Christians Responsibility To Government Romans 13


The Believer’s Obligation
Romans 13:1-7
Charles e Whisnant, Pastor/Teacher, Shepherd, Leader, Learner

Romans 13 government bad cloud
Romans 13:1 Every person is to be in subjection to the governing authorities. For there is no authority except from God, and those which exist are established by God. Let every soul be subject utno the higher power, for the power that be are ordained of God.

LET EVERY PERSON (literally – soul) BE (present tense -continuously) IN SUBJECTION TO THE GOVERNING AUTHORITIES:

(Deuteronomy 17:12; Ephesians 5:21; Titus 3:1; 1Peter 2:13-17; 2Peter 2:10,11; Jude 8)

Romans 13 2 governement authorities


Deut 17:12 “And the man who acts presumptuously by not listening to the priest who stands there to serve the LORD your God, nor to the judge, that man shall die; thus you shall purge the evil from Israel.

Ephesians  5:21 and be subject to one another in the fear of Christ.

In reading Romans 13 it is important to keep the historical context in mind.

The political situation in Rome was difficult to say the least. The Roman Emperor Claudius had earlier expelled the Jews because of a dispute involving a certain “Chrestus” (i.e., Christ), and though the Jews had returned, the political situation was still potentially volatile. Moreover, Paul may have also been concerned about the possible influence of a group of Jews known as Zealots, (or here) who held a revolutionary attitude toward the government of Rome. Paul therefore will give practical instructions on how a believer should live under an unfriendly government. On the other hand Paul does not directly instruct believers on what we ought to do when a government departs from the role God has given it and does not specifically explain what to do when our government is committing a moral wrong (e.g., as in Nazi Germany). Neither are we told what to do in the midst of revolution. Furthermore, Paul does not hold up one form of government (theocracy, monarchy, democracy, dictatorship, etc) over another (e.g., “When Jesus comes back, He won’t be riding an elephant or a donkey” He’s an Independent and He has the only vote that counts!). He is speaking in broad, general terms about all human government anywhere in the world. The institution of government comes from the hand of God. So keep these thoughts in mind as you study Romans 13, so that you will avoid the interpretative danger of trying to read into Paul’s treatise something that he did not intend.

Romans 13 1 human governemnt quote

Brief Outline of Romans 13:1 – 5

Government is by divine decree. 13:1b
Resistance to government is rebellion against God 13:2a
Those who resist government will be punished: 13:2b
Government serves to restrain evil: 13:3a
Government serves to promote good: 13:3b-4a
Rulers are empowered by God in enflict punishment for disobedience 13:4b
Government should be submitted to for conscience sake 13:5

Romans 13:1-7. The proud love of freedom of the Jews

John 8:33; Matthew 22:17; Acts 5:37; Acts 18:2 First Corinthians 6:1; Acts 17:6-7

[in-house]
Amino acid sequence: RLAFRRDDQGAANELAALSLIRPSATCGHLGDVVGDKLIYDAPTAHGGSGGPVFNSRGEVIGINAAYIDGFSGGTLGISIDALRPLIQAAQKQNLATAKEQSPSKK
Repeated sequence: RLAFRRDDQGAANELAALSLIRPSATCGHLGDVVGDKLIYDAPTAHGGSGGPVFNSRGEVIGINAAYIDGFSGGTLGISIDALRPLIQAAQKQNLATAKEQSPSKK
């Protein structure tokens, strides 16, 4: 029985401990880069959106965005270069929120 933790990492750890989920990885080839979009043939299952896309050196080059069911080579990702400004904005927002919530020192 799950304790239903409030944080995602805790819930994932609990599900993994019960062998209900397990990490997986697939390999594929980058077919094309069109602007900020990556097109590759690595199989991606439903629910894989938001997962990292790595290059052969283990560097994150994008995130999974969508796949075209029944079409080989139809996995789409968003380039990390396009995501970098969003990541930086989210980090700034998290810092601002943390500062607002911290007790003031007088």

For the Christians—among whom, indeed, even the Gentile-Christians might easily enough be led astray by the Messianic ideas (theocracy, kingdom of Christ, freedom and κληρονομία of believers, etc.) into perverted thoughts of freedom and desires for emancipation

The danger thus lay, not indeed exclusively, but primarily and mostly, on the side of the Jewish-Christians, not on that of the Gentile-Christians, in the interest of the view that Paul desired to prepare the Roman church to be the base of operations of his western mission to the Gentiles, unhistorically assumes.

(1-7) Subject unto the higher powers.—

1. In the first place it should be noticed that though the duty of obedience is here stated without qualification, still the existence of qualifications to it is not therefore denied or excluded.

2. But the question of political obedience cannot be rightly considered without taking into account the relation of Christianity to political life generally,
1Peter 2:13-17. And going back to the fountain-head of Christian doctrine, we find, indeed, no express statements, but several significant facts and some important intimations

Here we have really the key to the whole question. So far as His practice was concerned, our Lord pursued a course of simple obedience; into the theory of political or civil obligation He absolutely refused to enter. The answer, “Render to Cæsar,” &c., left matters precisely as they stood, for the real question was, “What was Cæsar’s, and what was not?” The ambiguity of the reply was intended. It was practically a refusal to reply at all.

Towards the civil power they maintained an attitude of absolute submission. They refused to avail themselves of the elements of fanaticism which existed wherever there were Jews, and at the head of which they might easily have placed themselves.
Instead of this, they chose to suffer and die, and their sufferings did what force could never have done—they leavened and Christianised the world.

3. It is an expression of this deliberate policy (if by that name it may be called) which we find in these first seven verses of Romans 13.


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